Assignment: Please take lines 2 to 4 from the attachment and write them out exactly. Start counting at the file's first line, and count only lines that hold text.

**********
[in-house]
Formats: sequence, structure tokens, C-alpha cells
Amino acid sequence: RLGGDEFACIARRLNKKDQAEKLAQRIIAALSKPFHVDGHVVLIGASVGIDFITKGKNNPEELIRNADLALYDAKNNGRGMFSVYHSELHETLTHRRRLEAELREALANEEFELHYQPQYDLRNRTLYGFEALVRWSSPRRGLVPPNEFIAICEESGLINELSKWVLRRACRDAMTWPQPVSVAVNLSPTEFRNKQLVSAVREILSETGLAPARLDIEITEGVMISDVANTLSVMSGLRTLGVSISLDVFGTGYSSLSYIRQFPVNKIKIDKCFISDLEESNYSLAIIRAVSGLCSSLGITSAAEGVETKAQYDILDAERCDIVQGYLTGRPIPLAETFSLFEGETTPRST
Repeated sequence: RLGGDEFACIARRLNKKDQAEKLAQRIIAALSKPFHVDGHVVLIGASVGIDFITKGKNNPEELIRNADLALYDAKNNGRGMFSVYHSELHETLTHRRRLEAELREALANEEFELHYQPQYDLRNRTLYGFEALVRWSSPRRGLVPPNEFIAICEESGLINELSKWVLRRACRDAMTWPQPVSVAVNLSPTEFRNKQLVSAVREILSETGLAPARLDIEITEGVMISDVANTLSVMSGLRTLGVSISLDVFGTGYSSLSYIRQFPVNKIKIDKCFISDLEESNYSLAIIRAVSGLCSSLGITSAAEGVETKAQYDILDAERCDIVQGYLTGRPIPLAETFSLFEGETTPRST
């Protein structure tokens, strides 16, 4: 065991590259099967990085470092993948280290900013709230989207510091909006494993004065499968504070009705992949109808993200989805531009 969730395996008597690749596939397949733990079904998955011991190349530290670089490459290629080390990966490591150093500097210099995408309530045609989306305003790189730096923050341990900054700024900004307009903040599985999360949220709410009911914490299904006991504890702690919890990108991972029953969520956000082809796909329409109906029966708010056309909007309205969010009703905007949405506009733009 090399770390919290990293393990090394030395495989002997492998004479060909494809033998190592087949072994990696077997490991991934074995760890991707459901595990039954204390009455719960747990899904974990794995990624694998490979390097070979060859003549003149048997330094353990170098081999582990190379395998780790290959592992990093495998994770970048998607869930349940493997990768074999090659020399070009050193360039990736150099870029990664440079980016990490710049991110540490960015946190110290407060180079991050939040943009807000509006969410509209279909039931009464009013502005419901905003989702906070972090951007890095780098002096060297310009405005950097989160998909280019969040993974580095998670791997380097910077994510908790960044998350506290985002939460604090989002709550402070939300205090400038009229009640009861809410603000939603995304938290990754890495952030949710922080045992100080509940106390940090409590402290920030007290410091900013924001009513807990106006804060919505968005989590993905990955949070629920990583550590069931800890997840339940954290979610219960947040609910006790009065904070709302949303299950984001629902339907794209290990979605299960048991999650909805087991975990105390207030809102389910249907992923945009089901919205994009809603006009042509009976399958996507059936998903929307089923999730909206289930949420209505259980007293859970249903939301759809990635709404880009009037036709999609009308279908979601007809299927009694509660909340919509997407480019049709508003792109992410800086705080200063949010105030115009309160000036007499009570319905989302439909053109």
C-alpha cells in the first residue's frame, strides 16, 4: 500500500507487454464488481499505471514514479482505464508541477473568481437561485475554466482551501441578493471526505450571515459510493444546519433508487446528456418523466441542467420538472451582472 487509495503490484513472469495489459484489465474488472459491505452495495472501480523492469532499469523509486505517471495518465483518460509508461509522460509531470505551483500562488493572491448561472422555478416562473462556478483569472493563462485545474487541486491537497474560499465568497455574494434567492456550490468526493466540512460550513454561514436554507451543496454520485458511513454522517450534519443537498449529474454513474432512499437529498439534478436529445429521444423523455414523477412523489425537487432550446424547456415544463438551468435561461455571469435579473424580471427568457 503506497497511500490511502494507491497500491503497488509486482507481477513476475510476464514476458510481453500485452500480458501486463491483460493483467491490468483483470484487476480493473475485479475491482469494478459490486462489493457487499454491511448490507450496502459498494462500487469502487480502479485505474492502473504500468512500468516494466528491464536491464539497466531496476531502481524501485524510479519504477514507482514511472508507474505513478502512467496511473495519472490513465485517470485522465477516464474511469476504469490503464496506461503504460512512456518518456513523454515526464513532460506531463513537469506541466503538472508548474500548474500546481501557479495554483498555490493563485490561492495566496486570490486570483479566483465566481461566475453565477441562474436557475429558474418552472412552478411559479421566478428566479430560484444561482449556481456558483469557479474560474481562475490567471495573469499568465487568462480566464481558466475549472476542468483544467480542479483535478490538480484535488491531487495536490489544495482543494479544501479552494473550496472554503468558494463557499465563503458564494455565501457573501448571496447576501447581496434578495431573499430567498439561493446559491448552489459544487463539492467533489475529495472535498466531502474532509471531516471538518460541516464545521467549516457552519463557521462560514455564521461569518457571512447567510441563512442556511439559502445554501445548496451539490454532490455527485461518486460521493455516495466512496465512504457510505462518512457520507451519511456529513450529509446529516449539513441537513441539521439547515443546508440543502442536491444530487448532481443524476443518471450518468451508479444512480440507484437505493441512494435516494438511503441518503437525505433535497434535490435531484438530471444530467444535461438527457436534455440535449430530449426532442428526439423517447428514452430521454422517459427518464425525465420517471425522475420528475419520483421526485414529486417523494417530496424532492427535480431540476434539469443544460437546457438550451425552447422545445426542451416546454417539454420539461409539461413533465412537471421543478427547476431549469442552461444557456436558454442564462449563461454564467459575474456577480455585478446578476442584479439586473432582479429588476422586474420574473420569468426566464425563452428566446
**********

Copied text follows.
Formats: sequence, structure tokens, C-alpha cells
Amino acid sequence: RLGGDEFACIARRLNKKDQAEKLAQRIIAALSKPFHVDGHVVLIGASVGIDFITKGKNNPEELIRNADLALYDAKNNGRGMFSVYHSELHETLTHRRRLEAELREALANEEFELHYQPQYDLRNRTLYGFEALVRWSSPRRGLVPPNEFIAICEESGLINELSKWVLRRACRDAMTWPQPVSVAVNLSPTEFRNKQLVSAVREILSETGLAPARLDIEITEGVMISDVANTLSVMSGLRTLGVSISLDVFGTGYSSLSYIRQFPVNKIKIDKCFISDLEESNYSLAIIRAVSGLCSSLGITSAAEGVETKAQYDILDAERCDIVQGYLTGRPIPLAETFSLFEGETTPRST
Repeated sequence: RLGGDEFACIARRLNKKDQAEKLAQRIIAALSKPFHVDGHVVLIGASVGIDFITKGKNNPEELIRNADLALYDAKNNGRGMFSVYHSELHETLTHRRRLEAELREALANEEFELHYQPQYDLRNRTLYGFEALVRWSSPRRGLVPPNEFIAICEESGLINELSKWVLRRACRDAMTWPQPVSVAVNLSPTEFRNKQLVSAVREILSETGLAPARLDIEITEGVMISDVANTLSVMSGLRTLGVSISLDVFGTGYSSLSYIRQFPVNKIKIDKCFISDLEESNYSLAIIRAVSGLCSSLGITSAAEGVETKAQYDILDAERCDIVQGYLTGRPIPLAETFSLFEGETTPRST